A dramatization of the shocking Barbara Daly Baekeland murder case, which happened in a posh London flat on Friday 17 November 1972. The bloody crime caused a stir on both sides of the Atlantic and remains one of the most memorable American Tragedies...
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The true story of the beautiful and charismatic but mentally unstable Barbara Daly, who married above her class to Brooks Baekeland, heir to the Bakelite plastics fortune. Their only child is a failure in his father's eyes, and as he matures and becomes increasingly close to his alienated mother, the seeds for tragedy are sown.Written by
In an interview with the Daily Mail published July 12, 2008, Sam Green protested the film's portrayal of him as bisexual, and denied that Barbara and Tony Baekeland's relationship was incestuous. He commenced legal action against the filmmakers, which was still unresolved at the time of his death in 2011. As a member of Andy Warhol's circle, he is also portrayed in the film Factory Girl (2006). See more »
When Tony meets Blanca on the beach, he first talks to Jake. As Tony and Blanca chat, and she decides to turn on her radio, a woman inexplicably appears on Tony's immediate left, as though she knows them. When Blanca starts dancing in front of Tony, the other woman is gone. See more »
I was eating a tomato at tea time a few weeks ago, and I suddenly realized that mommy is not dead at all. Just very, very mysterious.
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None of these rich, idle people induce much empathy. Self-absorbed and shallow, the father Brooks (Stephen Dillane), the son Antony (Eddie Redmayne), and the mother Barbara (Julianne Moore) go about their lives with nary a care in the world. Yet, they manage to inflict unhappiness on each other in ways that test the limits of family love.
Complex human relationships with a tendency toward destructive behavior form the premise of "Savage Grace", a true-life story of the Baekeland family, heir to the Bakelite plastic fortune. The film's plot begins in 1946 when Antony is a baby. The plot ends with the shocking climax, in 1972.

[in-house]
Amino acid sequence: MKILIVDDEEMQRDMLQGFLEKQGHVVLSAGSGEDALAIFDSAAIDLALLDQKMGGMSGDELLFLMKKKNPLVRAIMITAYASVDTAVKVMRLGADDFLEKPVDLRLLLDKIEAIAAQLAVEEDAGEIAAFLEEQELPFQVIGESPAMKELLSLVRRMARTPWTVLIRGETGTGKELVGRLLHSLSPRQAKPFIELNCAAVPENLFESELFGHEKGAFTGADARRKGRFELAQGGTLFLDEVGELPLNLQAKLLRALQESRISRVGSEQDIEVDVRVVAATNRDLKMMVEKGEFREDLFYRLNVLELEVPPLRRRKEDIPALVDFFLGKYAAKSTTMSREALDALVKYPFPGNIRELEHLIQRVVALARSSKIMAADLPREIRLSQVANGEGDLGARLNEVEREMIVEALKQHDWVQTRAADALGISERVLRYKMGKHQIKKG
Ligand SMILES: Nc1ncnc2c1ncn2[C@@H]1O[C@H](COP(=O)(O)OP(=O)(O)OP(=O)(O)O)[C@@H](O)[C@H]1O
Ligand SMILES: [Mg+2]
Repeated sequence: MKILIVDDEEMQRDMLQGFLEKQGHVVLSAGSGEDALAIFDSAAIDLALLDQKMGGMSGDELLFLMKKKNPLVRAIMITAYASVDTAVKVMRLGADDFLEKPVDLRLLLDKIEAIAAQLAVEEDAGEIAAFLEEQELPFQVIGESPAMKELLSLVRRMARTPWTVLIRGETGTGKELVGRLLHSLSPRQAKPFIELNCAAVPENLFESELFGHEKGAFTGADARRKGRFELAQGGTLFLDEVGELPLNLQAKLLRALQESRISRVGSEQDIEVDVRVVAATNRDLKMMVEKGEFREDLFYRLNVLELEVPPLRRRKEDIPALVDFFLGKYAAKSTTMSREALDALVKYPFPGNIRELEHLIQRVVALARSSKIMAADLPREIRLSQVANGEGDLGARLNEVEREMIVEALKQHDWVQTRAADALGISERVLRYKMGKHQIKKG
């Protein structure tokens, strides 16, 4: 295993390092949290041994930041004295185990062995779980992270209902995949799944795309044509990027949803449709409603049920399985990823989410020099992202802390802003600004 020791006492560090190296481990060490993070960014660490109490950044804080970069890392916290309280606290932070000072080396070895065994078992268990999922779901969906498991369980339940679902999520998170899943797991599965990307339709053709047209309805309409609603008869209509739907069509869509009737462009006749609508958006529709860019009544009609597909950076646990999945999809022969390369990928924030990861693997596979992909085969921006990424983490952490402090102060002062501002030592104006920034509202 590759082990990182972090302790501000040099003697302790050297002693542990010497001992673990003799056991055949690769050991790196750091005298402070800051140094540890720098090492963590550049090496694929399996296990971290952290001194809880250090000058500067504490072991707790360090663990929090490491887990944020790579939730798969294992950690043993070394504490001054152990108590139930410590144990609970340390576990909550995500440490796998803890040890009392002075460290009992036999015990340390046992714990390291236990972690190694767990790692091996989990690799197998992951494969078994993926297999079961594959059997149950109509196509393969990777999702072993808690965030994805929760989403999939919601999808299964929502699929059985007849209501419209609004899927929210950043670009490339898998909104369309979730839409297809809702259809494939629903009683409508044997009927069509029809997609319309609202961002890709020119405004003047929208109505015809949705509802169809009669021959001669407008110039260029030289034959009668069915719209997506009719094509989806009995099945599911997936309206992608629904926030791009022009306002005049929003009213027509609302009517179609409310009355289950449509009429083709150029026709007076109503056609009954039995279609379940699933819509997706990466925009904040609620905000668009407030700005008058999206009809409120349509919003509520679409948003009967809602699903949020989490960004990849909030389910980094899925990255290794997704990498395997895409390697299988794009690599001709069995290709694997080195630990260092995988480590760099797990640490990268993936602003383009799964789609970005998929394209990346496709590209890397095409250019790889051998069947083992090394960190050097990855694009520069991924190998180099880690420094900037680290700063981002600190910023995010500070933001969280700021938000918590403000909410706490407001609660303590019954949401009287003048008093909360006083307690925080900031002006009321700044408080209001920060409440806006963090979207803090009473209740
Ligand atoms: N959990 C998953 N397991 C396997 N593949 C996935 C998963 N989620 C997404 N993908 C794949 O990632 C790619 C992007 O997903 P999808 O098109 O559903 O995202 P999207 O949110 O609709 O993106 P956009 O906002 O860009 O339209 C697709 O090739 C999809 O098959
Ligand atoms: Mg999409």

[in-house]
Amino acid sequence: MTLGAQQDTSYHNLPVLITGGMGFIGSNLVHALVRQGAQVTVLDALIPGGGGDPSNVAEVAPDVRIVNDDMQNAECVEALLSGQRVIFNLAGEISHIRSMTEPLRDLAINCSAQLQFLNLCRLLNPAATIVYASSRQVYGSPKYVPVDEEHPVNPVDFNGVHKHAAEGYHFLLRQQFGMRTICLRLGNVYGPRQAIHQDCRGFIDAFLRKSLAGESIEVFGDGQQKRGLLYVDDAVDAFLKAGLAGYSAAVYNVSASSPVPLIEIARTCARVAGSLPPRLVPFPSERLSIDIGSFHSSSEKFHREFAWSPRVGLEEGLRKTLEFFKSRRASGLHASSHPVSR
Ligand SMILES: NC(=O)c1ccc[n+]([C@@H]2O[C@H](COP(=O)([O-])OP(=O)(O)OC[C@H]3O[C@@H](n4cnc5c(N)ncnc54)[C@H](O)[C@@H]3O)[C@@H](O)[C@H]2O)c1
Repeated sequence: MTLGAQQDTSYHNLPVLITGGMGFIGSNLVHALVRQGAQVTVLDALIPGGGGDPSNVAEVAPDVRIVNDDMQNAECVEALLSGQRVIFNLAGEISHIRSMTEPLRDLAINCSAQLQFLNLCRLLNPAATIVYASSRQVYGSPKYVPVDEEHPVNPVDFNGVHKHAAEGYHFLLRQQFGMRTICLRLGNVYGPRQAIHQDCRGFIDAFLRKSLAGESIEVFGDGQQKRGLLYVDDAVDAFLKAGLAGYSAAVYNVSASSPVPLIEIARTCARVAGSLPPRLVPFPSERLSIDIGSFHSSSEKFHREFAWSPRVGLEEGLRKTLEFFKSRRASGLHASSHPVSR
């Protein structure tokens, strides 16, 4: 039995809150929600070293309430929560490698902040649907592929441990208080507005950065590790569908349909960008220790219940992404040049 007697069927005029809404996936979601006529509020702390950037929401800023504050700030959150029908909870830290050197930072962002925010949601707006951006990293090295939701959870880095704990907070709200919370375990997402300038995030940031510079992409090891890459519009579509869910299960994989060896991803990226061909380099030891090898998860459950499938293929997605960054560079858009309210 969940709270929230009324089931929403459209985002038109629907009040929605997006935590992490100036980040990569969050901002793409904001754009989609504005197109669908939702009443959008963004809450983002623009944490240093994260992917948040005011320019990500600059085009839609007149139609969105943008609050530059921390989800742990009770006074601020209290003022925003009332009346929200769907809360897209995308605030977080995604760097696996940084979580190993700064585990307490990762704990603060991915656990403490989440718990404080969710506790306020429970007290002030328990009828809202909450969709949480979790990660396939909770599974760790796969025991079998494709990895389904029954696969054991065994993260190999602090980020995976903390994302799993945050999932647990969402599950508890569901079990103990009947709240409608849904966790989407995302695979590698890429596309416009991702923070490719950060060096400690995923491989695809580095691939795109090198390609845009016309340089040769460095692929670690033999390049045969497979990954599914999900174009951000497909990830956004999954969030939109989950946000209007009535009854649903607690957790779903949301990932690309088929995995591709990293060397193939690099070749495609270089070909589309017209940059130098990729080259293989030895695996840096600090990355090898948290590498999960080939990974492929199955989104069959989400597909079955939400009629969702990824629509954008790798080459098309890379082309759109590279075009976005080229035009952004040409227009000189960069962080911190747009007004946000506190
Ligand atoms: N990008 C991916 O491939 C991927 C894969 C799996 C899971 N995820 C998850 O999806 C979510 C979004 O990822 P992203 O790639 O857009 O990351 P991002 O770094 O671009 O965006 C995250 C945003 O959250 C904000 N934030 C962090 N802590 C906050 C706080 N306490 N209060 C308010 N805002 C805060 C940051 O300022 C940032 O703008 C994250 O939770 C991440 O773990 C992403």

Curiously aloof and standoffish, the film suffers from an unfortunate structure. Snippets of their family life allow us to peek in at odd moments between 1946 and 1972. We see them as they jet-set their way through Spain, Italy, and France, and hobnob with the rich and famous. At one point, Barbara, a socialite and former model, concedes a sense of apathy and boredom. "To say that one is tired of Paris is in fact to say that one is tired of life".
But because the plot spans 26 years, viewers must fill in the story gaps as best they can. Though I'm not one for lots of exposition, some added dialogue could have helped the narrative to flow better. As is, the story comes across as disjointed and at times confusing. Viewers must exercise patience to see where this slow, meandering story is leading.
The film's technical elements, including acting, are fine. The main problem is the script, and in particular the plot structure. Still, the film instructs us on how life can disintegrate for people with too much time on their hands and no sense of responsibility. That money can't buy happiness may be a cliché, but this story affirms it, at least for one very dysfunctional family that thought that it could.
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